Of course the moralists among us think they know exactly what happened: Tiger made a mess of his personal life, became ensnared in a scandal of his own making, and now he’s being punished on the golf course. Here, too, there was an epic dimension. Woods is hardly the first golfer to cheat on his wife. Arnold Palmer, if you trust the rumors, is called “the King” not just for his accomplishments on the course. Walter Hagen, the first great American pro, was a famous womanizer who, when his wife caught him sneaking in one morning without any underwear, looked down at himself in pretend surprise and claimed that he had been robbed. But in the case of Woods, it wasn’t just one girlfriend, or two, or three; there were so many, we lost count. Woods’s downfall was poetic justice, we liked to think, and even made up in a small way for all those athletes who get away with everything.
But in fact Woods’s game had already started to falter before that fateful Thanksgiving evening. He failed to win a major that year for the first time since 2004. Frustrated, he parted ways with his swing coach, Hank Haney, and after a period of trying to coach himself, in August 2010, he hired a new one, Sean Foley, who took Tiger’s swing into the lab and began to rebuild it, practically from the ground up. They’re still working on it, and to me, this is by far the most depressing part of the story. If Tiger Woods, a superb athlete with state-of-the-art coaching and the leisure to bang hundreds of balls a day, still hasn’t fixed himself after three years, what hope is there for the rest of us?
A year ago, Foley said he thought the reason Woods wasn’t winning had more to do with his personal ordeal than with his mechanics. That seems reasonable, but it’s possible that his head was messed up in a different way from the one we imagine and that what really undid Woods was not humiliation so much as that, with no wife and children around, without a secret social schedule to juggle, not to mention all those Las Vegas logistics to oversee, he had too much time to think about his golf swing. The really amazing thing about Tiger Woods, it turns out, is that he won all those tournaments while leading a double, even a triple life, while most of us have trouble managing just one.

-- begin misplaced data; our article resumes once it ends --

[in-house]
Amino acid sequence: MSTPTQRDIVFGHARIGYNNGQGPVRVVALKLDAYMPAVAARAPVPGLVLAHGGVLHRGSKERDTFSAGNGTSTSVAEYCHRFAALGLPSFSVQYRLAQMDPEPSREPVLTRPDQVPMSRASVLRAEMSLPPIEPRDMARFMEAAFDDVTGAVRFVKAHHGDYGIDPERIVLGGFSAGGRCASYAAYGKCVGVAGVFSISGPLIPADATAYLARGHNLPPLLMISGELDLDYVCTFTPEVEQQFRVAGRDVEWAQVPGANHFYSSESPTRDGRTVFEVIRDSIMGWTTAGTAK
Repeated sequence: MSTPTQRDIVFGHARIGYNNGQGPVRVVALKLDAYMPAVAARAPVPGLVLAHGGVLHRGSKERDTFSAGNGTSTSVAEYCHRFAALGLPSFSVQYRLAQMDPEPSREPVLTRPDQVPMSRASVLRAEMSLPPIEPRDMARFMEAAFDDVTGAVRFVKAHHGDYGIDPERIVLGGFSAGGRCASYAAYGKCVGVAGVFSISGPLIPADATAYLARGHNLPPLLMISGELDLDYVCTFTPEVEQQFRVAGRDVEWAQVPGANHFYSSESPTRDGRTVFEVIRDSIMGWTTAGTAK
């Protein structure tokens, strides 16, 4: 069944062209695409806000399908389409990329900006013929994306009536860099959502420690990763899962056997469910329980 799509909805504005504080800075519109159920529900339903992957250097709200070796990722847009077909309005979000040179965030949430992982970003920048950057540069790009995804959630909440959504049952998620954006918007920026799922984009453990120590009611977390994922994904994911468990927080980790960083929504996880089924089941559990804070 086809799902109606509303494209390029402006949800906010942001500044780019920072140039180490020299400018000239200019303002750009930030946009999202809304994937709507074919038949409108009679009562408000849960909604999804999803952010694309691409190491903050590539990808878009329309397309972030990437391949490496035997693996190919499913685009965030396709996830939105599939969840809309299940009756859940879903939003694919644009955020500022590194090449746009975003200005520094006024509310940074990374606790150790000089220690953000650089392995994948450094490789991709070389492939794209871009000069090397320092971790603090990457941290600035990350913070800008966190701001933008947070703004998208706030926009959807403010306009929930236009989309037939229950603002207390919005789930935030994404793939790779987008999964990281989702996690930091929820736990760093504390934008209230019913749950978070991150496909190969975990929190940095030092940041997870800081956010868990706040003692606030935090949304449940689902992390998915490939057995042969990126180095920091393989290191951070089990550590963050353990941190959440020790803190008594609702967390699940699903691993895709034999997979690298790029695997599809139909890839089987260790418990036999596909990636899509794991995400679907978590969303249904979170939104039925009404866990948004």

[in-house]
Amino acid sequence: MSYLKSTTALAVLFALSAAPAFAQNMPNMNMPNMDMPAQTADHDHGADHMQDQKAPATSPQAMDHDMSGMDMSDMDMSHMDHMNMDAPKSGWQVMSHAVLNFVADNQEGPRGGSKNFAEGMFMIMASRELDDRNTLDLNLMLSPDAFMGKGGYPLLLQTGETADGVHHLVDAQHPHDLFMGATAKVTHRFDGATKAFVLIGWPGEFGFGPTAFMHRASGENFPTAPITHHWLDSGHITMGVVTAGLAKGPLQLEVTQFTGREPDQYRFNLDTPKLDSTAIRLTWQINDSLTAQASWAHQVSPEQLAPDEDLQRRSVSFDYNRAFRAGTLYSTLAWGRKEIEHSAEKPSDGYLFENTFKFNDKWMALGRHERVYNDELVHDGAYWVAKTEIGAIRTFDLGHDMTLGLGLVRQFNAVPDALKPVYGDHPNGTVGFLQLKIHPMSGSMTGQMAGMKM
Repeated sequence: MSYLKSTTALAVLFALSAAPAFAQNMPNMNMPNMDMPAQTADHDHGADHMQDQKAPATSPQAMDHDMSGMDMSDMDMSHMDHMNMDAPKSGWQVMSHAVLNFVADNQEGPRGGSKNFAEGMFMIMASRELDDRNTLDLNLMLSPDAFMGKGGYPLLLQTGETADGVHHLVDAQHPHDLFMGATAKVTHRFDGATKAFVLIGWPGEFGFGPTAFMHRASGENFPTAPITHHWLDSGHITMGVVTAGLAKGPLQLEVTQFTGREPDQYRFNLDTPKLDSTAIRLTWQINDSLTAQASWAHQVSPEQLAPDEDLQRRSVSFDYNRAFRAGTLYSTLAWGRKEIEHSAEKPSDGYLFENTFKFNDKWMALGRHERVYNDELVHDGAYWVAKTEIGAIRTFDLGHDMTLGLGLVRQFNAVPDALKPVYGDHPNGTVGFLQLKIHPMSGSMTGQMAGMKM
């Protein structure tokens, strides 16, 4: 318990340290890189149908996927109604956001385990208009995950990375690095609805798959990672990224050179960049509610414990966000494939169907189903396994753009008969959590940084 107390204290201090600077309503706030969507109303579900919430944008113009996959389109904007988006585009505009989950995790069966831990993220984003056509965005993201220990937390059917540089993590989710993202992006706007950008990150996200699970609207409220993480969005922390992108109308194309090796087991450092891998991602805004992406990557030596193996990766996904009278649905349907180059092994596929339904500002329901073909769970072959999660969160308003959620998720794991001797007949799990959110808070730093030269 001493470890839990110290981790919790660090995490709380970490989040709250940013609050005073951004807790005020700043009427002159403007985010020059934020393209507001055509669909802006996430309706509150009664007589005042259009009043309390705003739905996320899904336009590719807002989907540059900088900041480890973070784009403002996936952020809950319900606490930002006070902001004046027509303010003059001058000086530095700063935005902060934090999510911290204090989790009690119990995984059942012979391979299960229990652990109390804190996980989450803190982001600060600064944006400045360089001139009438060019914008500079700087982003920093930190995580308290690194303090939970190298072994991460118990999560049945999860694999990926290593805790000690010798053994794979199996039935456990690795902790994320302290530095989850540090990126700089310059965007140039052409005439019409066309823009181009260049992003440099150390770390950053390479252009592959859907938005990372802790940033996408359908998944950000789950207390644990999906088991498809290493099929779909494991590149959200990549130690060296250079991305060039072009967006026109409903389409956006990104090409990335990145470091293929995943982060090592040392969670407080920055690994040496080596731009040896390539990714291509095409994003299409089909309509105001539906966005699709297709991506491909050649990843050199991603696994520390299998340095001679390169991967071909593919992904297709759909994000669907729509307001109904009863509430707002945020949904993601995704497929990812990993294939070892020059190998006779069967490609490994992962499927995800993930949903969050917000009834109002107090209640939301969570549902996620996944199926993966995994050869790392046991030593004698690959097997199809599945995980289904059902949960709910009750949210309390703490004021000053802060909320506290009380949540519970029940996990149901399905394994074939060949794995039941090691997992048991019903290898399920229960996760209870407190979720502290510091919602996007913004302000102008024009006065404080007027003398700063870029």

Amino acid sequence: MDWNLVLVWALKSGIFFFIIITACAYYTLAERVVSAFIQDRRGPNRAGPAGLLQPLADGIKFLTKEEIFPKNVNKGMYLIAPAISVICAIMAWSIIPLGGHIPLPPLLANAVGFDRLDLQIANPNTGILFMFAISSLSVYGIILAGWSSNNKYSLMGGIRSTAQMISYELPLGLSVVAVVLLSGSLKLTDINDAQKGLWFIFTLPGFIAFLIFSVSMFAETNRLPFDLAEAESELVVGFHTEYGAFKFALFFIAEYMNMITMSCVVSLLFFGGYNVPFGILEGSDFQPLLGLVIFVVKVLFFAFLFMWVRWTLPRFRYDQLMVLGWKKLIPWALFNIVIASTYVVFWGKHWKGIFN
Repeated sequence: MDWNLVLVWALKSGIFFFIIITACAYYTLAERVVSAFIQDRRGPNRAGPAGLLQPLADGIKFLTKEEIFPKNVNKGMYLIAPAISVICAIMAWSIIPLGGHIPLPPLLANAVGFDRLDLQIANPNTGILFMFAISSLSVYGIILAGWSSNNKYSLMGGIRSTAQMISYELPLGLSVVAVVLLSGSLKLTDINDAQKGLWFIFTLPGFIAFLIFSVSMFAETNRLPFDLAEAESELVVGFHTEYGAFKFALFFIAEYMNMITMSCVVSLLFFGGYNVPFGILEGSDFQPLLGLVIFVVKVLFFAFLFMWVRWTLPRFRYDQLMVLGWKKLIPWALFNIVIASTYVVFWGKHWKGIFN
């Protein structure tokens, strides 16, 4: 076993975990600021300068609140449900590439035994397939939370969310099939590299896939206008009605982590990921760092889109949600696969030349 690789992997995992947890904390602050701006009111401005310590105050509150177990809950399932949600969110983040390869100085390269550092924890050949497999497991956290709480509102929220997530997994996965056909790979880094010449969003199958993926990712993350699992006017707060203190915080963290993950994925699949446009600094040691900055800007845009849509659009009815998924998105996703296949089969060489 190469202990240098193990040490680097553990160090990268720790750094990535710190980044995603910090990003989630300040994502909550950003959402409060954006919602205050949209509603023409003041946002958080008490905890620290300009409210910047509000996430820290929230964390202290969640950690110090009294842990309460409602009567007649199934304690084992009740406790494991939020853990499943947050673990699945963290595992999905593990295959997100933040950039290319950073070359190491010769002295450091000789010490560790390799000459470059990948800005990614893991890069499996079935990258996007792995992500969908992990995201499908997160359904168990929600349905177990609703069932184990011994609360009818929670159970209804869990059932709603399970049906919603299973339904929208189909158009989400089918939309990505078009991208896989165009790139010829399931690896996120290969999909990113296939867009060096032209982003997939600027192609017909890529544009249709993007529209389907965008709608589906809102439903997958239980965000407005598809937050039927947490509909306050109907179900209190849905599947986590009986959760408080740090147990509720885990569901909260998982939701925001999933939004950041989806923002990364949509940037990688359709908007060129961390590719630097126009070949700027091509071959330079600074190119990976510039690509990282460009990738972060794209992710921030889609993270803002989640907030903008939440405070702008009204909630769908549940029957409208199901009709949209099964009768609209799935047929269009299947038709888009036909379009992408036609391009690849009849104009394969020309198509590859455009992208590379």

The other thing that happened to Woods is that he started to wear out, his knees especially. He will turn 38 at the end of December, which is not old for a golfer, exactly, but old to win majors. Nicklaus won only three of them after turning 38, including an improbable victory at the Masters when he was 46. Even since his tentative comeback, Woods’s performance in the majors has been horrific, and skeptics are convinced that part of his career is done. “I think he knows his time’s up,” Greg Norman has said.
Already there is a new Tiger: the Irishman Rory McIlroy, who, at 23, has won two majors and is sitting on top of Woods in the world rankings. He’s freckled, curly-haired, and endearing, lovable in a way Woods never was. Meanwhile, Woods still doesn’t need or even tolerate us fans very happily. He remains set on his solitary quest to become the greatest ever. But his tragedy, if you can call it that, is the tragedy of the ordinary. He’s become just like the rest of us, or almost like the rest of us, suffering from hair loss and aching joints and the occasional yips. Neither in victory nor in disgrace will he ever be as spellbinding to watch.
Charles McGrath is a contributing writer for The New York Times.